And as bosses debated which actresses should be in line for the titular role during a meeting in 1994, one unnamed “studio head” had a surprising suggestion.
“When I got in the business, I wanted to tell these historical stories by turning them into entertainment,” Howard said in a Q&A for Focus Features. “I didn’t want to give history lessons. I wanted to turn Harriet Tubman’s life, which I’d studied in college, into an action-adventure movie. The climate in Hollywood, however, was very different back then. I was told how one studio head said in a meeting, ‘This script is fantastic. Let’s get Julia Roberts to play Harriet Tubman.’ When someone pointed out that Roberts couldn’t be Harriet, the executive responded, ‘It was so long ago. No one is going to know the difference.'”
Erivo is already being tipped for awards season success for her role in the movie, which Howard said was only made following the release of films 12 Years a Slave and Black Panther.
“Two films really changed the climate in Hollywood to allow Harriet to be made,” he continued. “When 12 Years a Slave became a hit and did a couple hundred million dollars worldwide, I told my agent, ‘You can’t say this kind of story won’t make money now.’ Then Black Panther really blew the doors open.”
Roberts has yet to respond to Howard’s claim.
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Cynthia Erivo broke down in tears when she wrapped her new movie about slavery hero Harriet Tubman because she felt she was losing a friend.The British actress’s latest character really got under her skin in a good way and she felt like she had a real …
Cynthia Erivo broke down in tears when she wrapped her new movie about slavery hero Harriet Tubman because she felt she was losing a friend.
The British actress’s latest character really got under her skin in a good way and she felt like she had a real connection with Tubman.
“Playing her made me want to be fierce,” Erivo said during a recent SAG-AFTRA Conversations event. “I thought I was determined and I thought I was strong physically. I thought I was intelligent. But then you play her… It made me learn that my determination pales in comparison and I’ve decided to distil what it really means to be determined in my life.
“I remember that last day, it was pitch black as we shot it in the dark, in the mud, in the middle of nowhere. After the film wrapped I felt a little bit sad, really. It was like letting a friend go because she had been part of my life for a really long time. I had been learning her and trying to find her and speaking to her and praying for her and thanking her.”
However, The Bad Times at the El Royale star explained it wasn’t until she travelled back to London that all of the emotions really hit her.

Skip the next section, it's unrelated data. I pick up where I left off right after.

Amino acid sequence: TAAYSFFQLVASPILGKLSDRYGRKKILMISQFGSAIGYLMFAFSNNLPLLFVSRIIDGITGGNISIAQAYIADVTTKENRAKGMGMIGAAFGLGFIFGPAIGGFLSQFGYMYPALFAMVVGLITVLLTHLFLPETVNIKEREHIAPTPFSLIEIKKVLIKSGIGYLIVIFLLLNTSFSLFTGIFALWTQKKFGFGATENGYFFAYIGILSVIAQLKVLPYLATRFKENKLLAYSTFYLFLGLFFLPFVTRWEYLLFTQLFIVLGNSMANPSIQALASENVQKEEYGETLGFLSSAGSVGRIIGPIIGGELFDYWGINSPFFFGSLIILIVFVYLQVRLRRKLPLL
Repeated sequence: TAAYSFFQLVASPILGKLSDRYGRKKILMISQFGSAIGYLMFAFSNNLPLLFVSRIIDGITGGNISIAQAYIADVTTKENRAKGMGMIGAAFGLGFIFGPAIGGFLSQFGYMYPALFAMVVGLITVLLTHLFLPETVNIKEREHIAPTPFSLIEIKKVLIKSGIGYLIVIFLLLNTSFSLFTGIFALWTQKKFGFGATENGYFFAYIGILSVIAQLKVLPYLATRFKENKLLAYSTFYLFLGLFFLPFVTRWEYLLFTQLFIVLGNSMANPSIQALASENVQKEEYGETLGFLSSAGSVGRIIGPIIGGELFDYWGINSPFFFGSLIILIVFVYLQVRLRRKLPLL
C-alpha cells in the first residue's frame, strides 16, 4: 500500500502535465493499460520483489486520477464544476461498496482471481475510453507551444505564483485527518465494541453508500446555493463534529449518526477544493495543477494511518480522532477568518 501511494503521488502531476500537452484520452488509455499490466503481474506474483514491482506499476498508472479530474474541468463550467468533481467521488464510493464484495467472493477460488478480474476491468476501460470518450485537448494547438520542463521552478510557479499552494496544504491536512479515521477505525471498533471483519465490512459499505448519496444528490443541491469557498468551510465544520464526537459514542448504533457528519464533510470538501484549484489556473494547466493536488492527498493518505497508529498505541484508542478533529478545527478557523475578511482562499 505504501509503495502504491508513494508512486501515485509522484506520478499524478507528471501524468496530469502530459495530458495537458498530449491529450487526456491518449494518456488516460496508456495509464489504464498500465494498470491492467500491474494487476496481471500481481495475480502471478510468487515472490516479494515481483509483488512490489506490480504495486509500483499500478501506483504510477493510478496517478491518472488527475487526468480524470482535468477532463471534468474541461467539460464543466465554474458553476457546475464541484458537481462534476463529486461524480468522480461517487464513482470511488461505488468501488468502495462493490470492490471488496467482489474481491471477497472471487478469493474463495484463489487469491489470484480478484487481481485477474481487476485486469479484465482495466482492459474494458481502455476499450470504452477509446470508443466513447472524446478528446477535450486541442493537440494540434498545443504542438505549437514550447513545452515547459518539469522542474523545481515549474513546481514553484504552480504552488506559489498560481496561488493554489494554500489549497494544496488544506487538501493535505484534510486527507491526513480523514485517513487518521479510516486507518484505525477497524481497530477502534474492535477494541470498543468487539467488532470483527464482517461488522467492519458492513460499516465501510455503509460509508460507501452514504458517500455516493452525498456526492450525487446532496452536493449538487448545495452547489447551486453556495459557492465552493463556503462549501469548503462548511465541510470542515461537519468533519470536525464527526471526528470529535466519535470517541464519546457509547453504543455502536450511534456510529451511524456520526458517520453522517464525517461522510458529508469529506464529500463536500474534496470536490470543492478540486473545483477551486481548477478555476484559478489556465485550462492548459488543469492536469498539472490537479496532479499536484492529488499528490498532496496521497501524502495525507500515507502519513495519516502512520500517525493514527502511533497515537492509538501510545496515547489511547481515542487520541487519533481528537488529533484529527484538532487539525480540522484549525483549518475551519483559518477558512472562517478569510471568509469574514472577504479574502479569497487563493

“I went and did two concerts afterwards, so I didn’t really decompress until I went home to my mum. I went back to London and I was ill one day and all of a sudden I broke down in tears and was crying my eyes out,” the 32-year-old stated. “I just realised that I hadn’t come up for air yet. I guess the decompression was forced upon me. I won’t let that happen like that again.”
And Erivo always has at least one Tubman reminder with her at all times.
“I still wear my ring that has her face on it and I have a chain that has her on it as well,” she smiled.
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Cynthia Erivo has called on critics to support her new film about legendary African-American abolitionist Harriet Tubman.The British actress portrays the anti-slavery activist in the new movie Harriet, but her casting upset some who believed the part s…
Cynthia Erivo has called on critics to support her new film about legendary African-American abolitionist Harriet Tubman.
The British actress portrays the anti-slavery activist in the new movie Harriet, but her casting upset some who believed the part should have gone to an African-American.
Erivo is sympathetic to their views, but now the film is about to be released, she is convinced supporting the project is the best way to provide future opportunities for more women of colour to put their spin on Tubman, who escaped slavery to help free others via the network of secret routes and safe houses known as the Underground Railroad.
“I understand that people would feel strongly about this woman (Tubman) because she means a lot to a lot of people,” Erivo said during an appearance on The TODAY Show. “But I think the thing that is really important is this is the first time we’re getting to see her (story in Hollywood), and really and truly, I hope that people come out to support this, so we can make more.
“It’s not a story that should be told in one film, it’s definitely a story that lasts and lasts. She was 91 years old by the time that she died, and she did a lot of work in her time.
“Hopefully, this just opens doors for many other actresses.”
Directed by Kasi Lemmons, Harriet also co-stars Joe Alwyn, Leslie Odom Jr., and Jennifer Nettles. The movie opens in U.S. cinemas on 1 November.